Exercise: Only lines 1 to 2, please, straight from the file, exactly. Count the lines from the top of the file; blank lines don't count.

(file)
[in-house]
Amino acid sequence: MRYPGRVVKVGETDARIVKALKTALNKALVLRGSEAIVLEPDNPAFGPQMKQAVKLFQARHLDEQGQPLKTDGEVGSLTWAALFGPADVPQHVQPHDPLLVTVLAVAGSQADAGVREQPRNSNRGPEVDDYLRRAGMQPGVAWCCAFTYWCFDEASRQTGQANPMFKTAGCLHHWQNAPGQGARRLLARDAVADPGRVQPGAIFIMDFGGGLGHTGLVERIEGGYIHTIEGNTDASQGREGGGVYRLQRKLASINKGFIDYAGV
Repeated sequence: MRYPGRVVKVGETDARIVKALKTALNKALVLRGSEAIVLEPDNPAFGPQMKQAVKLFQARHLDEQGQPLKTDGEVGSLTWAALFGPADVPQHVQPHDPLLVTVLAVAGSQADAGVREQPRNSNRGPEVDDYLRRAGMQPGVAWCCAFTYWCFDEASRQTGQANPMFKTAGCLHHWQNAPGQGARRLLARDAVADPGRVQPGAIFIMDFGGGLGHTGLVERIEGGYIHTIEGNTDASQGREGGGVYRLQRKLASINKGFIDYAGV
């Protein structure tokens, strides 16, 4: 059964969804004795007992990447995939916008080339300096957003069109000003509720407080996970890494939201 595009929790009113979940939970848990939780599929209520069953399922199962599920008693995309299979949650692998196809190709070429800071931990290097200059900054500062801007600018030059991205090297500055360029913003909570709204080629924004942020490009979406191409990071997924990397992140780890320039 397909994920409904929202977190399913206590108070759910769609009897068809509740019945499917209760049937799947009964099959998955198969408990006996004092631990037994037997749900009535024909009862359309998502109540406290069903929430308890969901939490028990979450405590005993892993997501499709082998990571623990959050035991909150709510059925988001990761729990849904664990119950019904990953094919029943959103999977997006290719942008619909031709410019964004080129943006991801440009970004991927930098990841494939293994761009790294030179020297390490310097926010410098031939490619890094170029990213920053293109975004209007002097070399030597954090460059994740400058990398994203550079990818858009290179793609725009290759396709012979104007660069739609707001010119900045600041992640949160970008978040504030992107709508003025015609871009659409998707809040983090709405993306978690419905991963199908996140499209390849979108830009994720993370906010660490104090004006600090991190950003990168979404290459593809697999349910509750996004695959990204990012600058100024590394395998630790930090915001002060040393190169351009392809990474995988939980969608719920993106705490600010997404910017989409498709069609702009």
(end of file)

[in-house]
Amino acid sequence: MRYPGRVVKVGETDARIVKALKTALNKALVLRGSEAIVLEPDNPAFGPQMKQAVKLFQARHLDEQGQPLKTDGEVGSLTWAALFGPADVPQHVQPHDPLLVTVLAVAGSQADAGVREQPRNSNRGPEVDDYLRRAGMQPGVAWCCAFTYWCFDEASRQTGQANPMFKTAGCLHHWQNAPGQGARRLLARDAVADPGRVQPGAIFIMDFGGGLGHTGLVERIEGGYIHTIEGNTDASQGREGGGVYRLQRKLASINKGFIDYAGV